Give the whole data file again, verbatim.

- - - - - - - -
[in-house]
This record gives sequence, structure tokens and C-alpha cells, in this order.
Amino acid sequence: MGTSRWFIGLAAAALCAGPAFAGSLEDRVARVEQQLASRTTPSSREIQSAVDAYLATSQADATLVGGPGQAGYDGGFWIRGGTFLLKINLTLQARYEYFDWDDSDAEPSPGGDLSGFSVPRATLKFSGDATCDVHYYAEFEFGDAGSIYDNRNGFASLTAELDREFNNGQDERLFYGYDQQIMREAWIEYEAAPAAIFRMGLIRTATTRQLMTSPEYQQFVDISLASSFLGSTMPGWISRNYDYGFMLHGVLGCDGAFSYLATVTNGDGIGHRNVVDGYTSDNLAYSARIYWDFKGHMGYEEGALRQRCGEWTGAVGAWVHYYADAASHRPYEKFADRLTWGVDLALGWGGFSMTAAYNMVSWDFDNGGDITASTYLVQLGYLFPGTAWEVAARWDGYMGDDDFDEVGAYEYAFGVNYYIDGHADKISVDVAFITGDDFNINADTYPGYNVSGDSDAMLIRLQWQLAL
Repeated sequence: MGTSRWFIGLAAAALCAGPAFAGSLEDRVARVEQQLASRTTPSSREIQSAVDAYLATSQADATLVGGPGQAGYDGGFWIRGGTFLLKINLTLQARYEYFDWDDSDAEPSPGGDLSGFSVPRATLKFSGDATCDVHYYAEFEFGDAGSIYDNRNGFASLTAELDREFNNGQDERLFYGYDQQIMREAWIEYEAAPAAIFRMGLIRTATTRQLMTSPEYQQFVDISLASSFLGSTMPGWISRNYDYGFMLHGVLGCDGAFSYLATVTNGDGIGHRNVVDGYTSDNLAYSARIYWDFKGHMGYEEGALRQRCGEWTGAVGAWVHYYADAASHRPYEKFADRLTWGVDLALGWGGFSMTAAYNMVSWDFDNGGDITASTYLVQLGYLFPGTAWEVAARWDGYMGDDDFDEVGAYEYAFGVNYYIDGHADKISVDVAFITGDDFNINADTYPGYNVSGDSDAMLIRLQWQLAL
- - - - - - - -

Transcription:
[in-house]
This record gives sequence, structure tokens and C-alpha cells, in this order.
Amino acid sequence: MGTSRWFIGLAAAALCAGPAFAGSLEDRVARVEQQLASRTTPSSREIQSAVDAYLATSQADATLVGGPGQAGYDGGFWIRGGTFLLKINLTLQARYEYFDWDDSDAEPSPGGDLSGFSVPRATLKFSGDATCDVHYYAEFEFGDAGSIYDNRNGFASLTAELDREFNNGQDERLFYGYDQQIMREAWIEYEAAPAAIFRMGLIRTATTRQLMTSPEYQQFVDISLASSFLGSTMPGWISRNYDYGFMLHGVLGCDGAFSYLATVTNGDGIGHRNVVDGYTSDNLAYSARIYWDFKGHMGYEEGALRQRCGEWTGAVGAWVHYYADAASHRPYEKFADRLTWGVDLALGWGGFSMTAAYNMVSWDFDNGGDITASTYLVQLGYLFPGTAWEVAARWDGYMGDDDFDEVGAYEYAFGVNYYIDGHADKISVDVAFITGDDFNINADTYPGYNVSGDSDAMLIRLQWQLAL
Repeated sequence: MGTSRWFIGLAAAALCAGPAFAGSLEDRVARVEQQLASRTTPSSREIQSAVDAYLATSQADATLVGGPGQAGYDGGFWIRGGTFLLKINLTLQARYEYFDWDDSDAEPSPGGDLSGFSVPRATLKFSGDATCDVHYYAEFEFGDAGSIYDNRNGFASLTAELDREFNNGQDERLFYGYDQQIMREAWIEYEAAPAAIFRMGLIRTATTRQLMTSPEYQQFVDISLASSFLGSTMPGWISRNYDYGFMLHGVLGCDGAFSYLATVTNGDGIGHRNVVDGYTSDNLAYSARIYWDFKGHMGYEEGALRQRCGEWTGAVGAWVHYYADAASHRPYEKFADRLTWGVDLALGWGGFSMTAAYNMVSWDFDNGGDITASTYLVQLGYLFPGTAWEVAARWDGYMGDDDFDEVGAYEYAFGVNYYIDGHADKISVDVAFITGDDFNINADTYPGYNVSGDSDAMLIRLQWQLAL